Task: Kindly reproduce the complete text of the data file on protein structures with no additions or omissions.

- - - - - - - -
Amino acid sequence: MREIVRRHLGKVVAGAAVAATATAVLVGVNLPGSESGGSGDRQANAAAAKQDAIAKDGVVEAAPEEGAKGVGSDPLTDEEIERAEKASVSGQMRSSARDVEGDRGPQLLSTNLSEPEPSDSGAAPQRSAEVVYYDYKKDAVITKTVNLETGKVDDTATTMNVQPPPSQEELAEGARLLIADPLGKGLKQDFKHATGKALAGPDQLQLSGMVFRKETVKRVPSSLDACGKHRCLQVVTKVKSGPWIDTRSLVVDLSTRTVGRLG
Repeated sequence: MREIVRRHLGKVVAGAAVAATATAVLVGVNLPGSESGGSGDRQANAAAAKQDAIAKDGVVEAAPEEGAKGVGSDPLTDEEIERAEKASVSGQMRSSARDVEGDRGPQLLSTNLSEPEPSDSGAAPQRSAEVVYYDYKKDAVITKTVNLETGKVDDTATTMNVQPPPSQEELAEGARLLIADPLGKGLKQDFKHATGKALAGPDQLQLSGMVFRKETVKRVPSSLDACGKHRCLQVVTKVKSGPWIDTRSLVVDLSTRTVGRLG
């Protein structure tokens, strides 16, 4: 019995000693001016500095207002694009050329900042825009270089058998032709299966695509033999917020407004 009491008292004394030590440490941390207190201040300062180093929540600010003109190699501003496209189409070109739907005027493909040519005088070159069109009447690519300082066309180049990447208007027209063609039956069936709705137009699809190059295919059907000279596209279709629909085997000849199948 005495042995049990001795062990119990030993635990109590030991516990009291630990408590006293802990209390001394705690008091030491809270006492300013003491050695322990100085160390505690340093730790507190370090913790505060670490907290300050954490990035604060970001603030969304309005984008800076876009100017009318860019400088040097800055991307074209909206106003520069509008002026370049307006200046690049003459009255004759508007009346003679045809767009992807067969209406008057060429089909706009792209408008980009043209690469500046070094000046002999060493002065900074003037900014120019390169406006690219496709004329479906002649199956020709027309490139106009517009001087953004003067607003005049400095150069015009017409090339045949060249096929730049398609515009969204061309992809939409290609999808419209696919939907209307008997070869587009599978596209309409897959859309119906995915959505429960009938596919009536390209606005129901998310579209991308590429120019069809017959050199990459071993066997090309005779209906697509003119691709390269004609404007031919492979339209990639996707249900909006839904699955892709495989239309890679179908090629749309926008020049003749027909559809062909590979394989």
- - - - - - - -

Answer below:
Amino acid sequence: MREIVRRHLGKVVAGAAVAATATAVLVGVNLPGSESGGSGDRQANAAAAKQDAIAKDGVVEAAPEEGAKGVGSDPLTDEEIERAEKASVSGQMRSSARDVEGDRGPQLLSTNLSEPEPSDSGAAPQRSAEVVYYDYKKDAVITKTVNLETGKVDDTATTMNVQPPPSQEELAEGARLLIADPLGKGLKQDFKHATGKALAGPDQLQLSGMVFRKETVKRVPSSLDACGKHRCLQVVTKVKSGPWIDTRSLVVDLSTRTVGRLG
Repeated sequence: MREIVRRHLGKVVAGAAVAATATAVLVGVNLPGSESGGSGDRQANAAAAKQDAIAKDGVVEAAPEEGAKGVGSDPLTDEEIERAEKASVSGQMRSSARDVEGDRGPQLLSTNLSEPEPSDSGAAPQRSAEVVYYDYKKDAVITKTVNLETGKVDDTATTMNVQPPPSQEELAEGARLLIADPLGKGLKQDFKHATGKALAGPDQLQLSGMVFRKETVKRVPSSLDACGKHRCLQVVTKVKSGPWIDTRSLVVDLSTRTVGRLG
């Protein structure tokens, strides 16, 4: 019995000693001016500095207002694009050329900042825009270089058998032709299966695509033999917020407004 009491008292004394030590440490941390207190201040300062180093929540600010003109190699501003496209189409070109739907005027493909040519005088070159069109009447690519300082066309180049990447208007027209063609039956069936709705137009699809190059295919059907000279596209279709629909085997000849199948 005495042995049990001795062990119990030993635990109590030991516990009291630990408590006293802990209390001394705690008091030491809270006492300013003491050695322990100085160390505690340093730790507190370090913790505060670490907290300050954490990035604060970001603030969304309005984008800076876009100017009318860019400088040097800055991307074209909206106003520069509008002026370049307006200046690049003459009255004759508007009346003679045809767009992807067969209406008057060429089909706009792209408008980009043209690469500046070094000046002999060493002065900074003037900014120019390169406006690219496709004329479906002649199956020709027309490139106009517009001087953004003067607003005049400095150069015009017409090339045949060249096929730049398609515009969204061309992809939409290609999808419209696919939907209307008997070869587009599978596209309409897959859309119906995915959505429960009938596919009536390209606005129901998310579209991308590429120019069809017959050199990459071993066997090309005779209906697509003119691709390269004609404007031919492979339209990639996707249900909006839904699955892709495989239309890679179908090629749309926008020049003749027909559809062909590979394989």